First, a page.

Plaintiff brings his claim against Anderson in his individual capacity and alleges deliberate indifference to his medical needs. The facts as previously stated, clearly show that an error was made. However, the issue for the Court to determine is whether or not the error rises to the level of a constitutional violation and whether or not Anderson can be held responsible for his error. Defendant Anderson asserts qualified immunity claiming that Raiford has failed to demonstrate any substantial medical injury from the needle-stick incident. The question for the Court is to determine whether or not Anderson's actions violated clearly established statutory or constitutional right which a reasonable person would have known about. In a summary judgment motion the Court takes the facts in the light most favorable to the Plaintiff, and it is hard to imagine anyone not knowing that the use of a used needle is improper so Raiford's claim against Anderson is halfway there. What remains is for Raiford to establish whether or not it constituted a violation of a clearly established constitutional right.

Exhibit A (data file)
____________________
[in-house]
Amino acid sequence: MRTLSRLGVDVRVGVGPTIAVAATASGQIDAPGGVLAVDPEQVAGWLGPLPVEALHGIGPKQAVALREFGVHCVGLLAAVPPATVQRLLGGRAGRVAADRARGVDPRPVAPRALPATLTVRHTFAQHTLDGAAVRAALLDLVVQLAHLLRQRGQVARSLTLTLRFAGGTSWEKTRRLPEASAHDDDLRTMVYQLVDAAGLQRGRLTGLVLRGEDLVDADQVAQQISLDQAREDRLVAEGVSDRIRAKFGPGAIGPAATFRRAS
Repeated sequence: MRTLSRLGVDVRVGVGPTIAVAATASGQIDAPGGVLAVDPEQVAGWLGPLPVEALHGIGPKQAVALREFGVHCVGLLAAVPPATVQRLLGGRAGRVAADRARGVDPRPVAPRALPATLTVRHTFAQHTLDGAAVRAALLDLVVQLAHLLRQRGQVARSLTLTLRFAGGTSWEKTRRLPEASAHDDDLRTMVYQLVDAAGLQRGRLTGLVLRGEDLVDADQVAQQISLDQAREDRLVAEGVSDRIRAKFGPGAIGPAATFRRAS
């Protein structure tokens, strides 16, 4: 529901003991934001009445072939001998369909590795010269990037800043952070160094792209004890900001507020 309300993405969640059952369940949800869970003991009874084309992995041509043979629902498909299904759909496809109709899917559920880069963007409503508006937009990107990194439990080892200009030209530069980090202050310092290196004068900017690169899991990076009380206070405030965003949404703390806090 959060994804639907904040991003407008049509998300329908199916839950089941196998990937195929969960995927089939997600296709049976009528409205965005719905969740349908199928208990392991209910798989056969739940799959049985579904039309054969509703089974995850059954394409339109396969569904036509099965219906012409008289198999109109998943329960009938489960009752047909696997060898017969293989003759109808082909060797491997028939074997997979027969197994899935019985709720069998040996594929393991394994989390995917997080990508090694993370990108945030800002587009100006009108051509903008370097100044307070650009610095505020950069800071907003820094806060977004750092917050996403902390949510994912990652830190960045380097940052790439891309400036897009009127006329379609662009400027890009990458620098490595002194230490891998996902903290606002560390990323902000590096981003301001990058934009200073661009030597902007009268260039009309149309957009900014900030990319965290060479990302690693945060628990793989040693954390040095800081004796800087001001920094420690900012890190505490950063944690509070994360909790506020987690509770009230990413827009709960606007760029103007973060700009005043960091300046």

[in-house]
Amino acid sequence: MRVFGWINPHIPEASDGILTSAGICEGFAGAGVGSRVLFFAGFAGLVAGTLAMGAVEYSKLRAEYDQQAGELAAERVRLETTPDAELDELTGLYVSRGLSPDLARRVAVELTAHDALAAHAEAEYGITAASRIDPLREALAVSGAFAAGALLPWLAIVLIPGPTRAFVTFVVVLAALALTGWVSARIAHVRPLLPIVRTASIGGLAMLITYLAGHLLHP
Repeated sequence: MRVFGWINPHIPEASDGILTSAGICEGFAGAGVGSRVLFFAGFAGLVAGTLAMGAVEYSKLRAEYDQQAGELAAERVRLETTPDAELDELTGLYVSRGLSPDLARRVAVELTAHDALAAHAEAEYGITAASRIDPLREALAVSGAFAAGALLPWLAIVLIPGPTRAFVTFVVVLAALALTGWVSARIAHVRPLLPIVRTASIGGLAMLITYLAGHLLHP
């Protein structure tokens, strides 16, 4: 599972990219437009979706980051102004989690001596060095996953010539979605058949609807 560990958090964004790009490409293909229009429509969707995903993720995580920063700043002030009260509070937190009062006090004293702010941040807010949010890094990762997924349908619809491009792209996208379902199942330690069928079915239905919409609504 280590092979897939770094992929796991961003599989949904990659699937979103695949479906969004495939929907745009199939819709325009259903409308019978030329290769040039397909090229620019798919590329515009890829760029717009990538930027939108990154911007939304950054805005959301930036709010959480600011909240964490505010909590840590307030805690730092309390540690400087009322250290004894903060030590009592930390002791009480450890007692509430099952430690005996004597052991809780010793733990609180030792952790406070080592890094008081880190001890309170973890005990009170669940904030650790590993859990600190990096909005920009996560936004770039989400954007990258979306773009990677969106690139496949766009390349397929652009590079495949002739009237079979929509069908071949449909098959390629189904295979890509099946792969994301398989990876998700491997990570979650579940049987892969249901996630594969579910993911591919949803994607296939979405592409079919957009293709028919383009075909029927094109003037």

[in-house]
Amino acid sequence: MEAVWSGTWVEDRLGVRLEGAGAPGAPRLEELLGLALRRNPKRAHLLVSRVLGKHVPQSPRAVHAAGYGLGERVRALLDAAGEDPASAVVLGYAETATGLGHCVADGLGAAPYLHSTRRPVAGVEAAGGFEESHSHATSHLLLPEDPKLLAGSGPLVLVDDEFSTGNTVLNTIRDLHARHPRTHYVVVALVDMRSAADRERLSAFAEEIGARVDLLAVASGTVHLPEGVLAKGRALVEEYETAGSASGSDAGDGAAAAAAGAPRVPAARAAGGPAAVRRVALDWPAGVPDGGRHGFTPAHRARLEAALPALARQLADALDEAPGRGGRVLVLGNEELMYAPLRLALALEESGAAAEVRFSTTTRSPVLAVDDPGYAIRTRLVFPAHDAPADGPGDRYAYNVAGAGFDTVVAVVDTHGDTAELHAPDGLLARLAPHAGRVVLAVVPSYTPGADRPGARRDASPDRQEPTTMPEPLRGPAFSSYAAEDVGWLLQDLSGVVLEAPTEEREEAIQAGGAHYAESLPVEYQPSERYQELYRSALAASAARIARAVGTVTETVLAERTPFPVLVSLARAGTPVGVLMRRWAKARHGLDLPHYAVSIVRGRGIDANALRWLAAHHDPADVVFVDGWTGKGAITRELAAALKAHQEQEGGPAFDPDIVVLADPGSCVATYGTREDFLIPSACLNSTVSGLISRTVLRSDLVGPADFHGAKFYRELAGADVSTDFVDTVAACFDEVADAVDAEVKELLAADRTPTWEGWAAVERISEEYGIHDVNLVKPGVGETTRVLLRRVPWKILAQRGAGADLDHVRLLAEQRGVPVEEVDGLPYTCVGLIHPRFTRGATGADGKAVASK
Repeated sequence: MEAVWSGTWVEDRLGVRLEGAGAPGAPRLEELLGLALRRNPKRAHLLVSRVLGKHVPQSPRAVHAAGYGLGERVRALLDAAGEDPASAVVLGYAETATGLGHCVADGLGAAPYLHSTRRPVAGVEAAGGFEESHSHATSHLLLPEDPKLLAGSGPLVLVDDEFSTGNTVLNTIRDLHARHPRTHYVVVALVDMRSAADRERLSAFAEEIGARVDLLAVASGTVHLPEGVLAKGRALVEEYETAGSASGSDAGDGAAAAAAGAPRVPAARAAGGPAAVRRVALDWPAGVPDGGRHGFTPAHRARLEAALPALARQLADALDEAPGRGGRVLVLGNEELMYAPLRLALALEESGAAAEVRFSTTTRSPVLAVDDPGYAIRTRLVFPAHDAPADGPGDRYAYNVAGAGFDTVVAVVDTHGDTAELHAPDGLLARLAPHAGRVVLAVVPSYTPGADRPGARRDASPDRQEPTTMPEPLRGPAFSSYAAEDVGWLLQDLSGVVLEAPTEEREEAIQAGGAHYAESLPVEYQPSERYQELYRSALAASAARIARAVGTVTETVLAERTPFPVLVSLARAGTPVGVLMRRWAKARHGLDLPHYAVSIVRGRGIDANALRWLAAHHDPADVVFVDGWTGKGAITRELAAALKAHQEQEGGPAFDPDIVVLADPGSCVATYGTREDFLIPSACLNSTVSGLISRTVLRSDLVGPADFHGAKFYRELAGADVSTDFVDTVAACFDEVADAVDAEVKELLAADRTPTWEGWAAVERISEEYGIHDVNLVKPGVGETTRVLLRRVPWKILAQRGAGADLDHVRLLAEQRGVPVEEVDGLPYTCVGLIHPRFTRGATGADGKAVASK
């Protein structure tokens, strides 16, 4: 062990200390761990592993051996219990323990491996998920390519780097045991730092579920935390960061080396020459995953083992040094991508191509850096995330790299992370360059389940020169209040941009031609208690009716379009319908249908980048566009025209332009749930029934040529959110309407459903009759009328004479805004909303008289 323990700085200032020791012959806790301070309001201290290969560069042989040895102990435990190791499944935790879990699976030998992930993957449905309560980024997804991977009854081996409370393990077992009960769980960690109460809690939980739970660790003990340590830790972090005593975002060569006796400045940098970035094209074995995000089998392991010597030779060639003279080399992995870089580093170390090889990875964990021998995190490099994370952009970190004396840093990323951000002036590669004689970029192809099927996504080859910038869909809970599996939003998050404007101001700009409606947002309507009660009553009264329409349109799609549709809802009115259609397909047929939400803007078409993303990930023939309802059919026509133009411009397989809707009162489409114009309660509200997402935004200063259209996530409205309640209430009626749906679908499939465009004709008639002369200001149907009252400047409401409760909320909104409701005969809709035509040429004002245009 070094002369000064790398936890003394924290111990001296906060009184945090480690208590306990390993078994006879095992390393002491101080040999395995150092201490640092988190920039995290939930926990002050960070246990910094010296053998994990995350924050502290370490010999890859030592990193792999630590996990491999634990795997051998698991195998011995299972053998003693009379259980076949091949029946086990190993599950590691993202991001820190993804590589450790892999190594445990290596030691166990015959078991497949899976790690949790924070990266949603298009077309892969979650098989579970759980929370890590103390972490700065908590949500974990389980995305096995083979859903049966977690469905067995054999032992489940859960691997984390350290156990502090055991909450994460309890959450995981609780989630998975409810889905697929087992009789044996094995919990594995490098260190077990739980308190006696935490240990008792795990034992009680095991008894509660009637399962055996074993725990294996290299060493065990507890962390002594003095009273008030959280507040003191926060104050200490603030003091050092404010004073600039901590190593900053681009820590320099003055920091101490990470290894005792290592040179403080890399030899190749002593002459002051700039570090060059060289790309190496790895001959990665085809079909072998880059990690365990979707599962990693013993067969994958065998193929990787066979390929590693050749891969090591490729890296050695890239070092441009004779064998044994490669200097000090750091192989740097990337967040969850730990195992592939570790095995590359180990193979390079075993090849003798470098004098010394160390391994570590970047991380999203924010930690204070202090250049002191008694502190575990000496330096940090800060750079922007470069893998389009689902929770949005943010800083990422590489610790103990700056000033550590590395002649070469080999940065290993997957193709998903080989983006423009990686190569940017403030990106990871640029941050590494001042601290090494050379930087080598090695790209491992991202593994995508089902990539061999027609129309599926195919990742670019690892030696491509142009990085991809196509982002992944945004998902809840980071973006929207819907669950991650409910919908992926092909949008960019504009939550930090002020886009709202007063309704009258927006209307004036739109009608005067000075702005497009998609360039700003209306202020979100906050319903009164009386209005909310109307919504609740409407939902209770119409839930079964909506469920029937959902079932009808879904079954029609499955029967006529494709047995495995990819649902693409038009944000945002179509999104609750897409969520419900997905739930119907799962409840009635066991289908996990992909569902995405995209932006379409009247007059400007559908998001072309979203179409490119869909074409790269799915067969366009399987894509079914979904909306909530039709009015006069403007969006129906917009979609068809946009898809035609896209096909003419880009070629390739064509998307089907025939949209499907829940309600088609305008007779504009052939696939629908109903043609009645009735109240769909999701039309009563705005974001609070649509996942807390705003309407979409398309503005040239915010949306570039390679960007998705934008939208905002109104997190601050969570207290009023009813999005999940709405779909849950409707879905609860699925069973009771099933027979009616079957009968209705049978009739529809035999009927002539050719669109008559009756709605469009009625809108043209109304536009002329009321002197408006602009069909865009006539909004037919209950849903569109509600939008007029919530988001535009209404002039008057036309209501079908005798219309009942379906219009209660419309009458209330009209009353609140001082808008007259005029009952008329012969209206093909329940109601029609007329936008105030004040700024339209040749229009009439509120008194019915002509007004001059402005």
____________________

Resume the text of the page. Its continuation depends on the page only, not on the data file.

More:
Plaintiff sued the Defendant, Anderson, for deliberate indifference for his medical needs and testified at the Spears hearing that Anderson mistakenly handed him a needle an empty used syringe and that Anderson was “hungover” at the time. Plaintiff further alleges that he took the needle thinking that it contained his daily insulin injection and injected himself. In his objection Raiford claims that mistakenly handing a person a used needle does not amount to deliberate indifference. Judge Parker found that the actions of Anderson were negligent and that negligence does not create Section 1983 liability.